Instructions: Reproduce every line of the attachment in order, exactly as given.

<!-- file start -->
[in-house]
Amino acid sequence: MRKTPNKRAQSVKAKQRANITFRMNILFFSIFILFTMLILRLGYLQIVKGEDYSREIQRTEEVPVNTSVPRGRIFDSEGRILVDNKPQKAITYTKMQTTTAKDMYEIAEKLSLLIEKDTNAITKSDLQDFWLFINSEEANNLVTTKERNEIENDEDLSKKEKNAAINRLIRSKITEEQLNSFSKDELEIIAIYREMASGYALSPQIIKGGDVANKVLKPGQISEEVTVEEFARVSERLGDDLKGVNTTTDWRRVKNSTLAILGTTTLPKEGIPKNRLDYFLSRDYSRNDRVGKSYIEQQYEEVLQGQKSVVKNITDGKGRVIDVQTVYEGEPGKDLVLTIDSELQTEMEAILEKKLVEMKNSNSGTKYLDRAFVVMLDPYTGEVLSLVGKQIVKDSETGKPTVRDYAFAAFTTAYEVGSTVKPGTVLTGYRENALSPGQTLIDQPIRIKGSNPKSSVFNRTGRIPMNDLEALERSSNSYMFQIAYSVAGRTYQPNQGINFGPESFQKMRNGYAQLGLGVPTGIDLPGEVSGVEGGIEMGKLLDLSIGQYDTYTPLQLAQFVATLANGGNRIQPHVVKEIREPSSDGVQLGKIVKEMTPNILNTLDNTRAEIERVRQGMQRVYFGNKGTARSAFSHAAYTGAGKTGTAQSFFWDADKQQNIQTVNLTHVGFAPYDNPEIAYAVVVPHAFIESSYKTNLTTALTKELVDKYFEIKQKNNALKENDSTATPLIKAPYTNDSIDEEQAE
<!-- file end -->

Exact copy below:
[in-house]
Amino acid sequence: MRKTPNKRAQSVKAKQRANITFRMNILFFSIFILFTMLILRLGYLQIVKGEDYSREIQRTEEVPVNTSVPRGRIFDSEGRILVDNKPQKAITYTKMQTTTAKDMYEIAEKLSLLIEKDTNAITKSDLQDFWLFINSEEANNLVTTKERNEIENDEDLSKKEKNAAINRLIRSKITEEQLNSFSKDELEIIAIYREMASGYALSPQIIKGGDVANKVLKPGQISEEVTVEEFARVSERLGDDLKGVNTTTDWRRVKNSTLAILGTTTLPKEGIPKNRLDYFLSRDYSRNDRVGKSYIEQQYEEVLQGQKSVVKNITDGKGRVIDVQTVYEGEPGKDLVLTIDSELQTEMEAILEKKLVEMKNSNSGTKYLDRAFVVMLDPYTGEVLSLVGKQIVKDSETGKPTVRDYAFAAFTTAYEVGSTVKPGTVLTGYRENALSPGQTLIDQPIRIKGSNPKSSVFNRTGRIPMNDLEALERSSNSYMFQIAYSVAGRTYQPNQGINFGPESFQKMRNGYAQLGLGVPTGIDLPGEVSGVEGGIEMGKLLDLSIGQYDTYTPLQLAQFVATLANGGNRIQPHVVKEIREPSSDGVQLGKIVKEMTPNILNTLDNTRAEIERVRQGMQRVYFGNKGTARSAFSHAAYTGAGKTGTAQSFFWDADKQQNIQTVNLTHVGFAPYDNPEIAYAVVVPHAFIESSYKTNLTTALTKELVDKYFEIKQKNNALKENDSTATPLIKAPYTNDSIDEEQAE